Novel Motion to Dismiss Murder Charge to be heard next Tuesday in District Court
Attorney Thomas Otake made a bold move filing a Motion to Dismiss Murder Charges against his client, one of three police officers charged with the murder of 16-year-old Micronesian teenager Iremember Sykap.
In the motion, he argues the charge of second-degree murder should be dismissed with prejudice because prosecuting them by way of a complaint and preliminary hearing after an Oahu grand jury declined to return a true bill is "statutorily and constitutionally impermissible."
Agreeing with the argument made by Mr. Otake, State Sen. Karl Rhoads, chair of the Judiciary committee added:
“Class A felonies, because of the length of time that you can spend in jail, and murders and the real heavy duty crimes, still require a grand jury indictment.”
In addition Sen Rhoads said:
"the consequences are too steep for a person convicted of a class A felony to be charged by complaint only. It’s better to have someone, in addition to the prosecutor, looking at whether charging somebody in that circumstance is the right thing to do."
Subsequently, Deputy Prosecutor Christopher Van Marter filed a "memorandum in opposition" thoroughly disagreeing with Mr. Otake's motion.
Deputy Prosecutor Van Marter stated the District Court does in fact have the authority to charge murder cases based on:
1) Article 1 section 10 of the Hawaii Constitution
"Article I section 10 of the Hawaii Constitution provides, in relevant part, “no person shall be held to answer for a capital or otherwise infamous crime, unless on a presentment or indictment of a grand jury or upon a finding of probable cause after a preliminary hearing held as provided by law or upon information in writing signed by a legal prosecuting officer under conditions and in accordance with procedures that the legislature may provide.”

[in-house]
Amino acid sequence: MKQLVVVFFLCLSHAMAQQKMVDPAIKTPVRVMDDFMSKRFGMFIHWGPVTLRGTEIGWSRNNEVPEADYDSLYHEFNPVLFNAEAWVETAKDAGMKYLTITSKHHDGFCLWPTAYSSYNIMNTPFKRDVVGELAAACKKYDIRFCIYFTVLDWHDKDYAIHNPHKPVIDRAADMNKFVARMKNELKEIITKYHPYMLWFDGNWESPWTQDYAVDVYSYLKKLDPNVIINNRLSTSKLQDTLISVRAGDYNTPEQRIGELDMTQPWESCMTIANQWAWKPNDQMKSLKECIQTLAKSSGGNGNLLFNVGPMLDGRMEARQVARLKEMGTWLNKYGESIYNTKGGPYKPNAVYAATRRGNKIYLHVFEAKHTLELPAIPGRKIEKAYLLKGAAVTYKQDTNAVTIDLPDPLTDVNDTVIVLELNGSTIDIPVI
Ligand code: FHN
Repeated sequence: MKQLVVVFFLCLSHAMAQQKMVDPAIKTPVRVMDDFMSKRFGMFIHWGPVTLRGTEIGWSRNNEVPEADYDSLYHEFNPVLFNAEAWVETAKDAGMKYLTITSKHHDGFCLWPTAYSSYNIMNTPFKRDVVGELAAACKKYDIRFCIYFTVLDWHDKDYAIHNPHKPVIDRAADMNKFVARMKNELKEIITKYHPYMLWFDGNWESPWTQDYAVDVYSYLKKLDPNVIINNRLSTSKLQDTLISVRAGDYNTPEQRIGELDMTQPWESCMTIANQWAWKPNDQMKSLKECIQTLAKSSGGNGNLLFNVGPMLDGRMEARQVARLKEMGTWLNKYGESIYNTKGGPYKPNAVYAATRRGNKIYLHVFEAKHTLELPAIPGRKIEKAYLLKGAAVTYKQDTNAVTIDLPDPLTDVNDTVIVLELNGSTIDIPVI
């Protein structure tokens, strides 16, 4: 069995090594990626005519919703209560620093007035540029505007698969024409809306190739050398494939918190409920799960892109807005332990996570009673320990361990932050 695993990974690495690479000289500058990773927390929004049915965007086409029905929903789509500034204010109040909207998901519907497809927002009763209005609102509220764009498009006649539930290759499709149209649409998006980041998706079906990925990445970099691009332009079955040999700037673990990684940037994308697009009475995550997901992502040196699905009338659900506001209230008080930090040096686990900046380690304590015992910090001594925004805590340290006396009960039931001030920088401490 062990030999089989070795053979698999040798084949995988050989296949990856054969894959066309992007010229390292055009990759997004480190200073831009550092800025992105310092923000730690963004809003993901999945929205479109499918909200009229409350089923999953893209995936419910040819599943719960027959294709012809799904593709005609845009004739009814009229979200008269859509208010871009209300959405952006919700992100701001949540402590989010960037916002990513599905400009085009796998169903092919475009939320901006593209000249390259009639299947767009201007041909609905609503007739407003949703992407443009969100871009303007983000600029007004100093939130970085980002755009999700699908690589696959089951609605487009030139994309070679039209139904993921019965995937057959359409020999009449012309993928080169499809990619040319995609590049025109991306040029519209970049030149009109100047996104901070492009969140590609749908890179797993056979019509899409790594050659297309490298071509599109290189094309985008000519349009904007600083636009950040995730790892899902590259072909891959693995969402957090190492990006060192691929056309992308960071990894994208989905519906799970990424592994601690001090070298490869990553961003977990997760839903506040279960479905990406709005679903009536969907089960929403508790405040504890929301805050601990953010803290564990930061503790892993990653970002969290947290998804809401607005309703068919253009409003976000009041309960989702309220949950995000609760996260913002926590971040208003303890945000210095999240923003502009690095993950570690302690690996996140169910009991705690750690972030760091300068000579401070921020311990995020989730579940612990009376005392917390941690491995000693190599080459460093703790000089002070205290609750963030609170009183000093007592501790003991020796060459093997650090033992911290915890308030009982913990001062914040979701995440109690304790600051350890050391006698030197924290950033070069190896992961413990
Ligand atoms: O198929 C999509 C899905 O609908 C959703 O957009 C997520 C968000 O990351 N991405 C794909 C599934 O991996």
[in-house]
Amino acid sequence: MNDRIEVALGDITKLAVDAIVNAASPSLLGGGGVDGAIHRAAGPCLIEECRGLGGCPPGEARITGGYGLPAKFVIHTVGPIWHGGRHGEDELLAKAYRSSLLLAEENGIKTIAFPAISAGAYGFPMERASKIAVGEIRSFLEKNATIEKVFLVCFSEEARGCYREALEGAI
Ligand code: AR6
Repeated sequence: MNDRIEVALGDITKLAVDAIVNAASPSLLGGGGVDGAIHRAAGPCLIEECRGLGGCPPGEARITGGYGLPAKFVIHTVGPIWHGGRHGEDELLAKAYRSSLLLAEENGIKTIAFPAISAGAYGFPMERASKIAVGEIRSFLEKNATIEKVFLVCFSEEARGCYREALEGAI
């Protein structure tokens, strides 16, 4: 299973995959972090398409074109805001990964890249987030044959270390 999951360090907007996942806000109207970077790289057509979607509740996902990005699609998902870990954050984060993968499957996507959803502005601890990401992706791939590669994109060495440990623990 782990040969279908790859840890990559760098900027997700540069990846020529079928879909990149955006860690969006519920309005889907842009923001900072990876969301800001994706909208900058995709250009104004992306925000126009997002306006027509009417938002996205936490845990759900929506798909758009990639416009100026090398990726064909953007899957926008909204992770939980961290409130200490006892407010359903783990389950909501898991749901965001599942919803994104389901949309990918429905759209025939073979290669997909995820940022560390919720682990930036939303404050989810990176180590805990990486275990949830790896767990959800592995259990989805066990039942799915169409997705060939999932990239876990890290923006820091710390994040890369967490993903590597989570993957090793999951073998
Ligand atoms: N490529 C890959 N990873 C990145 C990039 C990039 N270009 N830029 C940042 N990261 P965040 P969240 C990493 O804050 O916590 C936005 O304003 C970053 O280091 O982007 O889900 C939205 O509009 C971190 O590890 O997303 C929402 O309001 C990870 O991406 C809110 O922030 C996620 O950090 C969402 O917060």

2) the Hawaii Supreme Court
Which recognized that the Hawaii Constitution authorizes the prosecution of a defendant via district court felony complaint in State v. Jess 117 Hawaii, 381, 397, 184 P. 3d 133, 150 (2008).
3) HRS Chapter 805 entitled “Criminal Procedure: District Courts”
Section 805-7 provides, in relevant part, that “[I]n all cases of arrest for offenses that must be tried in the first instance before a jury . . . the judge in whose jurisdiction or on whose warrant the accused was arrested, upon the appearance of the accused, shall proceed to consider whether there is probable cause to believe that the accused [committed] the offense with which the accused is charged”.
Attorney Jason Burks opined by stating:
"I have observed at least a few class A felonies, including murder cases, charged via preliminary hearing in the district court as part of the judiciary’s pandemic changes when Grand Juries were unable to convene and hear cases. Preliminary hearings are also held for cases that need to be charged the first couple weeks of January when new grand juries are being empaneled.”
This week on the A-1 Podcast with A-1 Nick, top criminal defense attorney, and former prosecutor, Victor Bakke offered a deep deconstruction of the legal language used in Mr. Otake's motion.
Mr. Bakke described the statutory limitations of charging class A felonies via Information, and decoded the legalize in the Hawaii Revised Statutes and Hawaii Constitution, to demonstrate how the de facto conclusion, is that the District Court may not in fact have the authority to charge murder cases.
In his nuanced dissertation of the law, Mr. Bakke points out that whether the charge is allowed or not allowed in the District Court, there are secondary consequences, chiefly TWO takeaways, to recognize:
1) Mr. Otake's Motion to Dismiss, even if unsuccessful, could later be utilized as an "appellate bomb" to appeal the eventual conclusion of a guilty verdict.
2) The prosecutor's office is still authorized to re-present the case to the Grand Jury if unsuccessful in District Court. Double Jeopardy does not apply to the Grand Jury; the case can be presented to multiple panels, again and again.
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